You know, it has been a while since I have gotten the opportunity to experience anything related to the X-Men franchise. The last time that I got to watch something related to X-Men was when I saw X-Men: The First Class in theaters. Prior to that, I watched the first two live-action X-Men movies, along with X-Men Evolution and the cartoon from the 90s.
Marvel Anime: X-Men Complete Series (DVD)
Licensed by: Sony Pictures Home Entertainment
Release Date: April 24, 2012
MSRP: $19.99 [Buy]
For a series that was suppose to give us a different take on an existing franchise, the X-Men anime takes us right into the middle of a battle between the X-Men and Phoenix, which results in Scott aka Cyclops losing the love of his life known as Jean Grey. Then the series focuses on the present as the team is sent to investigate a situation in Japan that is causing a spike Mutant growth, along with a mysterious interference that is keeping Professor X from scanning for any Mutants with the Cerebro. Along the way, the team encounters a new member and a former enemy known as Emma Frost that might have been connected with the death of Jean.
To those who are not familiar with franchise, in a certain point in the story Jean Grey ends up getting possessed by an entity known as the Phoenix. While in the versions that I have seen involved Jean returning to her normal self, the anime decides to make Scott go through a life changing ordeal. Unfortunately, Scott's lost tends to be more effective with people that are familiar with any of the stories that exist within the X-Men universe. As a series that was meant to bring in new fans, the series might have started off stronger if we were given the story that lead up to the battle against Phoenix. That way new fans would get a better establishment to the story.
During the current operation, the series decides to make Scott go through his own development as he must learn to keep his cool in the heat of danger. Veteran members such as Wolverine, Beast, and Storm come along for the ride as they each exhibit the traits that you know them for. While a good number of the cast is present, the main characters in the show are Scott and the new member of the team known as Hinako aka Armor, along with Emma Frost. Based on my experience with X-Men: The Animated Series and X-Men Evolution, both shows tend to focus on the development of each character from episode to episode. For a series that spans 12 episodes, this sort of development would've played a great contribution to the series. Instead, we end up with episodes that drag on during certain points while a majority of the cast is only there to deliver small amounts of dialogue or contribute to the action sequences.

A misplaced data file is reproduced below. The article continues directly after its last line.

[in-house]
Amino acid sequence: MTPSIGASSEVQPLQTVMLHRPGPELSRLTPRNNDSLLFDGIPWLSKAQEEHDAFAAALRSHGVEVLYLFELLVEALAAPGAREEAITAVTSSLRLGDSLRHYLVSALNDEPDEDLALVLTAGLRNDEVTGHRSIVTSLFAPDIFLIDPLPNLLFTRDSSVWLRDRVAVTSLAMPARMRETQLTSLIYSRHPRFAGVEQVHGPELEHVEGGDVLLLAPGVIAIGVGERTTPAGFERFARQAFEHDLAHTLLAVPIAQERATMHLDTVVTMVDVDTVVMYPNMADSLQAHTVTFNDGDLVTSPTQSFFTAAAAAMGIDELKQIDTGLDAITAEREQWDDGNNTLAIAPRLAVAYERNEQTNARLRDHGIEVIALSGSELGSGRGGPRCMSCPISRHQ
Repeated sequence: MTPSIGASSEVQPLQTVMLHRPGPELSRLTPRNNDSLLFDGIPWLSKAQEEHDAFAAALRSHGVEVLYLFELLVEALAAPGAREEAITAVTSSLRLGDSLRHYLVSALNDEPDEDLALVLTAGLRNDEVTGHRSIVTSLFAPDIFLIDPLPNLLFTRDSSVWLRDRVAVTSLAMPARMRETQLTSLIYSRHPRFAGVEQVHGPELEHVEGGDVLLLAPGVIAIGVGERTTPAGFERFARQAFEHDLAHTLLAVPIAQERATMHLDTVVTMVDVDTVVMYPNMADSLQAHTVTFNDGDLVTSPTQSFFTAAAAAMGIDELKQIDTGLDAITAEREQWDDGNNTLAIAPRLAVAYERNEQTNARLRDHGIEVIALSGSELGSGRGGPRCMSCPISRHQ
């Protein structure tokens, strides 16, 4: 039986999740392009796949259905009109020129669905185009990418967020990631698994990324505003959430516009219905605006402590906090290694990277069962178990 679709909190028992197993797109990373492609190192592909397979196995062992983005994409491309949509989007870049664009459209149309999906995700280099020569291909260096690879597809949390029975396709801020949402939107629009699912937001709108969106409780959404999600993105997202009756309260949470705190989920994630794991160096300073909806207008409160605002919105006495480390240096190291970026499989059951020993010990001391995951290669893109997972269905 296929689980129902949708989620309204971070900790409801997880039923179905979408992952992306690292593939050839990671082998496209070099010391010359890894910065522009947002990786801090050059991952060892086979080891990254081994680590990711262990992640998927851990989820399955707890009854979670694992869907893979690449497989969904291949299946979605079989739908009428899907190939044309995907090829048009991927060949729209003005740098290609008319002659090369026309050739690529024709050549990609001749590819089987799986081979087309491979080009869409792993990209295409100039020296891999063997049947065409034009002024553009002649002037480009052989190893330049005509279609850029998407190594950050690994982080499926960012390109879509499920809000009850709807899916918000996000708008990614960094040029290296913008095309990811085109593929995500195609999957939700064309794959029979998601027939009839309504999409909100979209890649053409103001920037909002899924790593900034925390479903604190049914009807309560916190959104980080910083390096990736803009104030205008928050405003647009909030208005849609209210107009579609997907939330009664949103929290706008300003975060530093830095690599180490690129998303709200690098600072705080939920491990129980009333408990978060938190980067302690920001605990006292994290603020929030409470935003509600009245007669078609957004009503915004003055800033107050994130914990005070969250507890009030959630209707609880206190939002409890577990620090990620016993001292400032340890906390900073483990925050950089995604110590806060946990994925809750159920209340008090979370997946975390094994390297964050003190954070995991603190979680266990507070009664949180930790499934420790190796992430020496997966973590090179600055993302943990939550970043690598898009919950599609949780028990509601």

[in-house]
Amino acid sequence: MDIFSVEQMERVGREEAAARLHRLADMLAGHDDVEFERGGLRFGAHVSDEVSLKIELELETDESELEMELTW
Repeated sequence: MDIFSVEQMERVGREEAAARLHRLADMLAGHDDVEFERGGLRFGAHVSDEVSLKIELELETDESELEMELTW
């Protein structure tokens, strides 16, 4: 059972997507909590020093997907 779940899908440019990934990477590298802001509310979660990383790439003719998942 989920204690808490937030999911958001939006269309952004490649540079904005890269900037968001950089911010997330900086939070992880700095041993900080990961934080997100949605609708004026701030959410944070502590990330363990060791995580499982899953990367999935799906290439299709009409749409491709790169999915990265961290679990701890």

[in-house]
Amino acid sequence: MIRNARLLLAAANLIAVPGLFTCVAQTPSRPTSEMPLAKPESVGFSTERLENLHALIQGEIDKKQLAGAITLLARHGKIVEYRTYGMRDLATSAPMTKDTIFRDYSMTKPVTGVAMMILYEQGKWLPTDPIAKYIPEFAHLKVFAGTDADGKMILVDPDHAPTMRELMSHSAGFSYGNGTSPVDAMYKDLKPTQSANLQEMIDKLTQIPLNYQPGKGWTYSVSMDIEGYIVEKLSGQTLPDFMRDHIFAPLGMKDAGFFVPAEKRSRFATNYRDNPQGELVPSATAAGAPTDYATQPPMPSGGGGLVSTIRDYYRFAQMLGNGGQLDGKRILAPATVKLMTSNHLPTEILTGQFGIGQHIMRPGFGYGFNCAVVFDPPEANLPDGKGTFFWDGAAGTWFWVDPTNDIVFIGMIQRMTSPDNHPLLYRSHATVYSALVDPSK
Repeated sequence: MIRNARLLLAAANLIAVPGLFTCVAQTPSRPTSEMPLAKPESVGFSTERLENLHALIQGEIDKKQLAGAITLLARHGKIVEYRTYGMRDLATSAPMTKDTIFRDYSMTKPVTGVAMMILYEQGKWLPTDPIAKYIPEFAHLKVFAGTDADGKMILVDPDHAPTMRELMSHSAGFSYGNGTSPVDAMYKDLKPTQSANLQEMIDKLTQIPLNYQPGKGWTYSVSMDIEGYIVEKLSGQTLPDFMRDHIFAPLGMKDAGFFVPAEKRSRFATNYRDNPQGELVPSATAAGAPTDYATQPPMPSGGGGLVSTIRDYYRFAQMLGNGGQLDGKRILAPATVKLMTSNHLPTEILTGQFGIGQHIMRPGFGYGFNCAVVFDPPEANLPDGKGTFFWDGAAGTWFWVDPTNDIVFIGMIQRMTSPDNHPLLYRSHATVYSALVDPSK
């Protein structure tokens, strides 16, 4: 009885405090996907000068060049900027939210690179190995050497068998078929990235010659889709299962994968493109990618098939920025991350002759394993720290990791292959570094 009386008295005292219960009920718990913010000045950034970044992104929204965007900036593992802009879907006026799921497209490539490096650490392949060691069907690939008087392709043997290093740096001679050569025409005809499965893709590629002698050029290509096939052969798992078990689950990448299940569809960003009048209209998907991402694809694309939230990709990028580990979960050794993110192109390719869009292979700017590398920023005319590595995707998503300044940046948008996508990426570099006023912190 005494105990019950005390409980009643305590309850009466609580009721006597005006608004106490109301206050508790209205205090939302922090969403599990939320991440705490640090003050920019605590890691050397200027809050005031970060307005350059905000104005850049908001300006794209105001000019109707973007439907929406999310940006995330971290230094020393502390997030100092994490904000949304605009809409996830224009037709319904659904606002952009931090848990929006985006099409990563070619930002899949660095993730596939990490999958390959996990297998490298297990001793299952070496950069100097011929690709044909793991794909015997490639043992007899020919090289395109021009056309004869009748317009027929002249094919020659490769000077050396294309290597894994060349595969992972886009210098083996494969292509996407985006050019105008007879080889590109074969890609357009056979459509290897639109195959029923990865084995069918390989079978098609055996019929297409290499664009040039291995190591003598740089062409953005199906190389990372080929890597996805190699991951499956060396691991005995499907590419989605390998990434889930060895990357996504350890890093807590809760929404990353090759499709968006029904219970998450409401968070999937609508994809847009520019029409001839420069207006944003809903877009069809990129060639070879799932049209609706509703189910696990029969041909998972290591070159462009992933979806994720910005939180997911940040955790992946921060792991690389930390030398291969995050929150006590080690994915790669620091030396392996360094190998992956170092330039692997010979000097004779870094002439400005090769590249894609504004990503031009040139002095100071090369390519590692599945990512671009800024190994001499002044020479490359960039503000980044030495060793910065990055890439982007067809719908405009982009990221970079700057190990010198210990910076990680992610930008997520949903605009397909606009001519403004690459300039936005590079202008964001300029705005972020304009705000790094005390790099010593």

Since I haven't read any of the original comic books, it was interesting to see the anime take a darker route with the first set of villains known as the U-Men, since they specialize in performing unspeakable experiments on Mutants that they capture. From there, the story introduced former enemies, which ended up leading towards an unexpected twist that involved a secret that even surprised the great Professor X. Though it's unfortunate that most of the strong elements in the show end up getting overshadowed by the weaker elements, such as a slow pacing that fails to make any of the X-Men members stand out more.
Taking into account that Madhouse was in charge of this project, the animation lives up to their name as we see the team do their best to give the series a comic book-like feel with their choices in coloring and character lining. In fact, Marvel sent Madhouse artwork of the backgrounds and designs so that they can recapture part of that comic book feel in the series. While there were some instances where the designs suffered from a few off-model issues, it's not a major distraction from the rest of the action.
Being accustomed to the English voices in the previous installments, the English dub for the X-Men anime felt as good as any of the voice work depicted in X-Men: The Animated Series and X-Men Evolution. Steve Blum's recent depiction of Wolverine returns with a vengeance, since he was also Wolverine in the Wolverine and the X-Men cartoon. Overall, each character did a great job in delivering their lines. If there was one voice that I had a minor problem with, it was Hinako's English voice, since her voice felt a bit exaggerated at times.
As for the Japanese acting, the voices were not bad, which might be a surprise for most people. Fans of Fate/Zero and/or Nanoha will notice Rikiya Koyama's voice as Wolverine and Yukari Tamura's take on Hinako. While it felt a bit weird hearing the cast speaking in a different language other than English, the acting was good for what it was, which is a neat option to fulfill the curiosity of any X-Men fan.
Despite Marvel and Madhouse's efforts in reintroducing the X-Men to a new audience, the series felt like it was meant for those that have read the comics or have watched any of the cartoons related to the franchise. Depending on how much you are a fan of Scott or Hinako, part of that aspect will affect the your reaction to the series. Perhaps if the first half of story would've started off with the arc that lead to Jean's death, the series might have had a more interesting story. For what it's worth, the series will cost you around $19.99 or less, so fans will at least have something to gain with 12 episodes and extra features that have the people of Marvel and Madhouse talk about their experience with the project. If that's not enough to suit your tastes, then you are probably better off with just revisiting your favorite X-Men stories.
6.0 - Okay. 6s are just okay. These series usually have many flaws, didn't try anything special, or were poorly executed. Some viewers will love 6s, but most prefer to just skip them. Read more reviews before you decide.
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